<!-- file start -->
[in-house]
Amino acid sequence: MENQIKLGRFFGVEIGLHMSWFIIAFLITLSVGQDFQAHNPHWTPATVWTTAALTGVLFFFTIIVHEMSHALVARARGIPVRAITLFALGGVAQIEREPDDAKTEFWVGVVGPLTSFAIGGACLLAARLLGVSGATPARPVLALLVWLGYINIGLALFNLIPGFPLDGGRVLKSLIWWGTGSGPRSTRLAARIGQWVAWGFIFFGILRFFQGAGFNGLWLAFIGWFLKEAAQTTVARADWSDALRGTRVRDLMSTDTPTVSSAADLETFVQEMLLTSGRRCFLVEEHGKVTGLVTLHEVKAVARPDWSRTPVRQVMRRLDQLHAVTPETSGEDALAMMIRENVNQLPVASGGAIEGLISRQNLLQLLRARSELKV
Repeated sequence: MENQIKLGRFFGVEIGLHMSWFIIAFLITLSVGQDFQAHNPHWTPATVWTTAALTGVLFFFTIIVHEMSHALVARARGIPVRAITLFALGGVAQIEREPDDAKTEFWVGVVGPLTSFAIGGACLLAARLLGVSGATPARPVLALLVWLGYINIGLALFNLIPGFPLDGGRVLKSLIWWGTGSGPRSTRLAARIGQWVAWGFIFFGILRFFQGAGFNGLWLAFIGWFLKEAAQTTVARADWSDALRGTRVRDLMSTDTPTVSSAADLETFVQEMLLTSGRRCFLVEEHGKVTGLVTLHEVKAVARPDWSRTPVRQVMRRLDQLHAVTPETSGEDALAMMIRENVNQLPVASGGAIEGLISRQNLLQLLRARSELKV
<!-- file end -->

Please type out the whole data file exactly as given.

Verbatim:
[in-house]
Amino acid sequence: MENQIKLGRFFGVEIGLHMSWFIIAFLITLSVGQDFQAHNPHWTPATVWTTAALTGVLFFFTIIVHEMSHALVARARGIPVRAITLFALGGVAQIEREPDDAKTEFWVGVVGPLTSFAIGGACLLAARLLGVSGATPARPVLALLVWLGYINIGLALFNLIPGFPLDGGRVLKSLIWWGTGSGPRSTRLAARIGQWVAWGFIFFGILRFFQGAGFNGLWLAFIGWFLKEAAQTTVARADWSDALRGTRVRDLMSTDTPTVSSAADLETFVQEMLLTSGRRCFLVEEHGKVTGLVTLHEVKAVARPDWSRTPVRQVMRRLDQLHAVTPETSGEDALAMMIRENVNQLPVASGGAIEGLISRQNLLQLLRARSELKV
Repeated sequence: MENQIKLGRFFGVEIGLHMSWFIIAFLITLSVGQDFQAHNPHWTPATVWTTAALTGVLFFFTIIVHEMSHALVARARGIPVRAITLFALGGVAQIEREPDDAKTEFWVGVVGPLTSFAIGGACLLAARLLGVSGATPARPVLALLVWLGYINIGLALFNLIPGFPLDGGRVLKSLIWWGTGSGPRSTRLAARIGQWVAWGFIFFGILRFFQGAGFNGLWLAFIGWFLKEAAQTTVARADWSDALRGTRVRDLMSTDTPTVSSAADLETFVQEMLLTSGRRCFLVEEHGKVTGLVTLHEVKAVARPDWSRTPVRQVMRRLDQLHAVTPETSGEDALAMMIRENVNQLPVASGGAIEGLISRQNLLQLLRARSELKV